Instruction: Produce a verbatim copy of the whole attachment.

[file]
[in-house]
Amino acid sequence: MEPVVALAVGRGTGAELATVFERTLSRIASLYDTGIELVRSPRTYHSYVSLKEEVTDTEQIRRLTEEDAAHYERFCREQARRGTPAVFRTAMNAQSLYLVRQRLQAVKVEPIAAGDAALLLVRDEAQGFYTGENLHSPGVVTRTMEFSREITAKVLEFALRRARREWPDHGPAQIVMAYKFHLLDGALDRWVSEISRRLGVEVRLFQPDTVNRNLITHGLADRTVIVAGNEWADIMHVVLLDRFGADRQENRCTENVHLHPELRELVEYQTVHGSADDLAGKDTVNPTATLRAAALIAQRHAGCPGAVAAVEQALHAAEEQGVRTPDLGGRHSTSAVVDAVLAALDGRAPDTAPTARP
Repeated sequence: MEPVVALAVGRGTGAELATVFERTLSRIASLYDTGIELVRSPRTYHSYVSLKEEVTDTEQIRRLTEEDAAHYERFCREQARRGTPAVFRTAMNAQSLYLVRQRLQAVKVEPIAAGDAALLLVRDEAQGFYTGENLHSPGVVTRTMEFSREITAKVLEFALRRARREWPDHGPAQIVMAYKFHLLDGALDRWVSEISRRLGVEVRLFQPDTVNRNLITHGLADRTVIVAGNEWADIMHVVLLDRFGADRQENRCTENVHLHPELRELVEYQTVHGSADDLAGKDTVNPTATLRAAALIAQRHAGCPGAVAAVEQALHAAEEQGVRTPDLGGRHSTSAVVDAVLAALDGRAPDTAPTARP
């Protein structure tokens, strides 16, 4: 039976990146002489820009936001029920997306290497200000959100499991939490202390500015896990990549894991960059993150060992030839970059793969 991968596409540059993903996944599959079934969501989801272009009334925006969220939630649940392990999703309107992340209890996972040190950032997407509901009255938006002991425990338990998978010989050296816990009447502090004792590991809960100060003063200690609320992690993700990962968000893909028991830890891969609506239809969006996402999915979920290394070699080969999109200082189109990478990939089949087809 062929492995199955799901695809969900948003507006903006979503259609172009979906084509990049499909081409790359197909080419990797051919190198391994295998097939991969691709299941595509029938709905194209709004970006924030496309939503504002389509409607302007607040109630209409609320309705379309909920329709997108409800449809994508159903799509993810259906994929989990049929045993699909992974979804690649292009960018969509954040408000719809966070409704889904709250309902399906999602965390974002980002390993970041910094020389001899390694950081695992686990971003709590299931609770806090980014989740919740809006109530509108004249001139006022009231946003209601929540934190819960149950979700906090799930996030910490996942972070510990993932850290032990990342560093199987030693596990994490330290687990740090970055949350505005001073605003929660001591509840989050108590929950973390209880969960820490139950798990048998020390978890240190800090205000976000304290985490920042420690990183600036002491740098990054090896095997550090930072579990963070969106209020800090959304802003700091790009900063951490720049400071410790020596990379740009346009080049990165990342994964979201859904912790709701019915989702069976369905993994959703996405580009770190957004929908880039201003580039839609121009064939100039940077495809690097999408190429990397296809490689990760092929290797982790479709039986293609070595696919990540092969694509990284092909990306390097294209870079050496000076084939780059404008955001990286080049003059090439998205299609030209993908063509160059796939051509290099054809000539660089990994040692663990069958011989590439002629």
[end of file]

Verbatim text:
[in-house]
Amino acid sequence: MEPVVALAVGRGTGAELATVFERTLSRIASLYDTGIELVRSPRTYHSYVSLKEEVTDTEQIRRLTEEDAAHYERFCREQARRGTPAVFRTAMNAQSLYLVRQRLQAVKVEPIAAGDAALLLVRDEAQGFYTGENLHSPGVVTRTMEFSREITAKVLEFALRRARREWPDHGPAQIVMAYKFHLLDGALDRWVSEISRRLGVEVRLFQPDTVNRNLITHGLADRTVIVAGNEWADIMHVVLLDRFGADRQENRCTENVHLHPELRELVEYQTVHGSADDLAGKDTVNPTATLRAAALIAQRHAGCPGAVAAVEQALHAAEEQGVRTPDLGGRHSTSAVVDAVLAALDGRAPDTAPTARP
Repeated sequence: MEPVVALAVGRGTGAELATVFERTLSRIASLYDTGIELVRSPRTYHSYVSLKEEVTDTEQIRRLTEEDAAHYERFCREQARRGTPAVFRTAMNAQSLYLVRQRLQAVKVEPIAAGDAALLLVRDEAQGFYTGENLHSPGVVTRTMEFSREITAKVLEFALRRARREWPDHGPAQIVMAYKFHLLDGALDRWVSEISRRLGVEVRLFQPDTVNRNLITHGLADRTVIVAGNEWADIMHVVLLDRFGADRQENRCTENVHLHPELRELVEYQTVHGSADDLAGKDTVNPTATLRAAALIAQRHAGCPGAVAAVEQALHAAEEQGVRTPDLGGRHSTSAVVDAVLAALDGRAPDTAPTARP
């Protein structure tokens, strides 16, 4: 039976990146002489820009936001029920997306290497200000959100499991939490202390500015896990990549894991960059993150060992030839970059793969 991968596409540059993903996944599959079934969501989801272009009334925006969220939630649940392990999703309107992340209890996972040190950032997407509901009255938006002991425990338990998978010989050296816990009447502090004792590991809960100060003063200690609320992690993700990962968000893909028991830890891969609506239809969006996402999915979920290394070699080969999109200082189109990478990939089949087809 062929492995199955799901695809969900948003507006903006979503259609172009979906084509990049499909081409790359197909080419990797051919190198391994295998097939991969691709299941595509029938709905194209709004970006924030496309939503504002389509409607302007607040109630209409609320309705379309909920329709997108409800449809994508159903799509993810259906994929989990049929045993699909992974979804690649292009960018969509954040408000719809966070409704889904709250309902399906999602965390974002980002390993970041910094020389001899390694950081695992686990971003709590299931609770806090980014989740919740809006109530509108004249001139006022009231946003209601929540934190819960149950979700906090799930996030910490996942972070510990993932850290032990990342560093199987030693596990994490330290687990740090970055949350505005001073605003929660001591509840989050108590929950973390209880969960820490139950798990048998020390978890240190800090205000976000304290985490920042420690990183600036002491740098990054090896095997550090930072579990963070969106209020800090959304802003700091790009900063951490720049400071410790020596990379740009346009080049990165990342994964979201859904912790709701019915989702069976369905993994959703996405580009770190957004929908880039201003580039839609121009064939100039940077495809690097999408190429990397296809490689990760092929290797982790479709039986293609070595696919990540092969694509990284092909990306390097294209870079050496000076084939780059404008955001990286080049003059090439998205299609030209993908063509160059796939051509290099054809000539660089990994040692663990069958011989590439002629």